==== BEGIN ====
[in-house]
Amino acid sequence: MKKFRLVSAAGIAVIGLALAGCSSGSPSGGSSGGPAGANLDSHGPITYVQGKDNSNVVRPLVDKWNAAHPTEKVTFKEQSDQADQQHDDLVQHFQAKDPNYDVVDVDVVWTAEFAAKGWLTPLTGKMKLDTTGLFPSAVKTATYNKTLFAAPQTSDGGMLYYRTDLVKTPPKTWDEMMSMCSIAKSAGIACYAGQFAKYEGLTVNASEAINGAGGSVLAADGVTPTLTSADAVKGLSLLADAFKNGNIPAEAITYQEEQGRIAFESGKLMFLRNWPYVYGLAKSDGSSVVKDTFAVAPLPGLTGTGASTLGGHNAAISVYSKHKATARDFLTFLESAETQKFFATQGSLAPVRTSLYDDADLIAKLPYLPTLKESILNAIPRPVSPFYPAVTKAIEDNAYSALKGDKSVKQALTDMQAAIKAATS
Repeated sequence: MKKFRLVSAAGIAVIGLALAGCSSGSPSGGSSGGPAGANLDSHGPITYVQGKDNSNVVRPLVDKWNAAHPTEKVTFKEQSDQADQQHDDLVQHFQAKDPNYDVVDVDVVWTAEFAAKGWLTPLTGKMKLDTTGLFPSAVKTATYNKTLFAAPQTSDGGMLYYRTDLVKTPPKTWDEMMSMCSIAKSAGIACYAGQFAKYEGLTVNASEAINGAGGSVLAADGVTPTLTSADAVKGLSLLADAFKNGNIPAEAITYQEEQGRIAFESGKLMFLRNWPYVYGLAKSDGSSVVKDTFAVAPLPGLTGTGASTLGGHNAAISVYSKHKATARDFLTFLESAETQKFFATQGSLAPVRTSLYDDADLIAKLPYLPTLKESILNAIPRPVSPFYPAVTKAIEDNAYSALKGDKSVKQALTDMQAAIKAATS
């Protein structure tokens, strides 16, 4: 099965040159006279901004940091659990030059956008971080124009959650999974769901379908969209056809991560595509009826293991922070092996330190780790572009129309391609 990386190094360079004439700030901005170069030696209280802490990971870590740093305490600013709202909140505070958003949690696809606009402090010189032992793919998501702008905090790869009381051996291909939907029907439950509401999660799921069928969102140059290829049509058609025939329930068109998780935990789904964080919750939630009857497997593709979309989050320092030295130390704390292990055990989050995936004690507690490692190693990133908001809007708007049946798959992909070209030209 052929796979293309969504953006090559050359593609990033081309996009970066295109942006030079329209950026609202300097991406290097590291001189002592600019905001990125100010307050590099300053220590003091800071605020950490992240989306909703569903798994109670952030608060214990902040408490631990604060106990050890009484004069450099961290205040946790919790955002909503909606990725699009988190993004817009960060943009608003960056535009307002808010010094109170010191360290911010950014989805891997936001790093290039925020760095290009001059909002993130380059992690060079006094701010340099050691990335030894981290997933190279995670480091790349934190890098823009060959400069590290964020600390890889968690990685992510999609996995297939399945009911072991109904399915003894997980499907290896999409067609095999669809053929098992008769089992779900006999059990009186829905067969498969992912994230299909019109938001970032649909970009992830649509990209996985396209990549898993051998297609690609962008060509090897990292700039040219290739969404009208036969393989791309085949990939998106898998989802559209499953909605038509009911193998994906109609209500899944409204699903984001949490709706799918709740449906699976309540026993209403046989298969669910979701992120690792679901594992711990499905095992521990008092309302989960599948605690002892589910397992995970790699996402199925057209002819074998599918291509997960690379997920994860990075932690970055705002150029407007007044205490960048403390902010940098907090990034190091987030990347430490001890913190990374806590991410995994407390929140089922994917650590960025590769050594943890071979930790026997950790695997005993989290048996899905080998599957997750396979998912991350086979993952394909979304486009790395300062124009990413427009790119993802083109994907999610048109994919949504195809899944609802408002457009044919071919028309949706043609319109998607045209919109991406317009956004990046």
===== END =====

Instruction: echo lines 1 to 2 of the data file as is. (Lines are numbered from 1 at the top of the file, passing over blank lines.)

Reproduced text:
[in-house]
Amino acid sequence: MKKFRLVSAAGIAVIGLALAGCSSGSPSGGSSGGPAGANLDSHGPITYVQGKDNSNVVRPLVDKWNAAHPTEKVTFKEQSDQADQQHDDLVQHFQAKDPNYDVVDVDVVWTAEFAAKGWLTPLTGKMKLDTTGLFPSAVKTATYNKTLFAAPQTSDGGMLYYRTDLVKTPPKTWDEMMSMCSIAKSAGIACYAGQFAKYEGLTVNASEAINGAGGSVLAADGVTPTLTSADAVKGLSLLADAFKNGNIPAEAITYQEEQGRIAFESGKLMFLRNWPYVYGLAKSDGSSVVKDTFAVAPLPGLTGTGASTLGGHNAAISVYSKHKATARDFLTFLESAETQKFFATQGSLAPVRTSLYDDADLIAKLPYLPTLKESILNAIPRPVSPFYPAVTKAIEDNAYSALKGDKSVKQALTDMQAAIKAATS